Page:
Malak picks up a ‘wick’ed hobby during pandemic


Rob Le Cates

Dennis Malak picked up candle making as a side hobby during the middle of the pandemic. He started in a corner of his garage on a single-burner portable skillet.

Adriana Hernandez-Santana, Campus Reporter

Dennis Malak started making candles in November 2022, using them as an outlet to cure his pandemic boredom and to be creative.

Whether he received his candles from family or bought them himself, he said candle making is fairly inexpensive for those who are interested.

Malak sources all of his wax from gifts or thrift stores. He said stores like Goodwill are gold mines for candles and other cheap waxes.

Before buying his new dual-burner skillet, he used an old single-burner to melt wax and an old metal tin.

Dennis Malak, pours melted wax into a mold at his home in his garage on Friday, June 3. (Rob Le Cates)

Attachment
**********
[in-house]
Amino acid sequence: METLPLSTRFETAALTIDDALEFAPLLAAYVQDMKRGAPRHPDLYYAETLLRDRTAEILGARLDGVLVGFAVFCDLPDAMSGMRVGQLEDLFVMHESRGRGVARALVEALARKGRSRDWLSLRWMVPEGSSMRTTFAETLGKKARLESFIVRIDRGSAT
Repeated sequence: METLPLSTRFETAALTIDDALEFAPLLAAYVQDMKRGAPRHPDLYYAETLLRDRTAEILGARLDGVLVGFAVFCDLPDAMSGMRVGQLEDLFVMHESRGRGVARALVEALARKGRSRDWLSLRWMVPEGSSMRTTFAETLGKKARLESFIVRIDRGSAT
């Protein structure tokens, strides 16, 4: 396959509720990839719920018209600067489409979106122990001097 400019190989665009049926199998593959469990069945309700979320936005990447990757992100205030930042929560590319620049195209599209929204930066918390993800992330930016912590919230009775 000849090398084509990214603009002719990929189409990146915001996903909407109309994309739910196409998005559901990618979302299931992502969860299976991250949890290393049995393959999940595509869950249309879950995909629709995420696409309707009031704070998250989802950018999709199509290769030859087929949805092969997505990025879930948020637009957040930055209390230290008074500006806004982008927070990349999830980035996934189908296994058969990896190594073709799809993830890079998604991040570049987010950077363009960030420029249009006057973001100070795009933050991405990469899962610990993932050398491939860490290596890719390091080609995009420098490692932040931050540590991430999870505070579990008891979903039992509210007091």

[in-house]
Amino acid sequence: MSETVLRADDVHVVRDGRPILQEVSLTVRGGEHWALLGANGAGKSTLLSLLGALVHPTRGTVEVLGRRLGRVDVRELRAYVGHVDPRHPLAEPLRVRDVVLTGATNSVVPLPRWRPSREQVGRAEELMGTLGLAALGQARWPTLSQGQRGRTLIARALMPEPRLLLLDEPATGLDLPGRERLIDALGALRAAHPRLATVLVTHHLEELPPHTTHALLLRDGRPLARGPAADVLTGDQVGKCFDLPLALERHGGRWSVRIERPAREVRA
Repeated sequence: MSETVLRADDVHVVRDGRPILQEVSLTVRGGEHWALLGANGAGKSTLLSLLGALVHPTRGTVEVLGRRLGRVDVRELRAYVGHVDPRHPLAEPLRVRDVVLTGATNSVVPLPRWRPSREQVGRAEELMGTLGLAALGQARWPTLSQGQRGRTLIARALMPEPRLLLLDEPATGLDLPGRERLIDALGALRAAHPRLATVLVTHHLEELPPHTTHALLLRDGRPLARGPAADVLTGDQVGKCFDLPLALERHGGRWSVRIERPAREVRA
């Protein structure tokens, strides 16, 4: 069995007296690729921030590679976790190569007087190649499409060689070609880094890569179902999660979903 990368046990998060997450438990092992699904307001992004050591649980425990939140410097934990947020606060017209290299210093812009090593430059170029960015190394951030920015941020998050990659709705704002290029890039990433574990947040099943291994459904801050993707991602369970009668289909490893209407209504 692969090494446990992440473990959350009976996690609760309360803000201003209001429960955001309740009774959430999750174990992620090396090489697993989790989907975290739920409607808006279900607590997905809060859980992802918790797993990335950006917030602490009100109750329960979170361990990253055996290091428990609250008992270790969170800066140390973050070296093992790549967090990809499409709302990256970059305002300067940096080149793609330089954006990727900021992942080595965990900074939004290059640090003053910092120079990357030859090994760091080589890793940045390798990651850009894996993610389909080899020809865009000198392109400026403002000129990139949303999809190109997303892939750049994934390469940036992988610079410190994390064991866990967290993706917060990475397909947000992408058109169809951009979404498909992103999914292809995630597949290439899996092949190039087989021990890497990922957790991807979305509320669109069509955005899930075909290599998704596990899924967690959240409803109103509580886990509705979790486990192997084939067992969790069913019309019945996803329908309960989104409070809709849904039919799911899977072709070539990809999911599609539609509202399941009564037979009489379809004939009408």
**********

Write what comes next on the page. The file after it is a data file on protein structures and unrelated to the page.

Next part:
With help from his family, he started to pick up candle molds to make themed candles. 

His 7-year-old daughter Aubrey Malak loves the movie How to Train Your Dragon, so for Christmas, she got her dad a candle mold in the shape of a dragon.

In April, he decided to sell candles at Spring Fest. Spring Fest is a large-scale arts festival with art and food vendors and live music being played. 

Malak made a variety of candles, including colored pyramids, emojis, Eastern letters and flowers and sold a couple hundred dollars worth of candles. 

Dennis Malak said one of the hardest candles to make is his “EIU” one. He had trouble getting the layered colors to be solid and not blend. (Rob Le Cates)

Malak said his favorite project is his ongoing gumball machine candle. Whenever he has extra scraps of wax, he melts them into tiny balls and places them inside the machine. Once the machine is filled with wax gumballs, Malak hopes to find a clear wax to solidify the piece together.

Dennis Malak shows off one of his long term projects, his gumball machine candle. He found an old gumball machine and he decided to mold little gumballs out of scraps of wax. Once he fills up the candle, he wants to fill the candle with clear wax. (Rob Le Cates)

Through trial and error, with the addition of a few burns and spills, he got better. 

“Even if you mess up, you can start all over. There’s really no loss in it other than time, so if you’ve got the time and interests, just do it.” Malak said.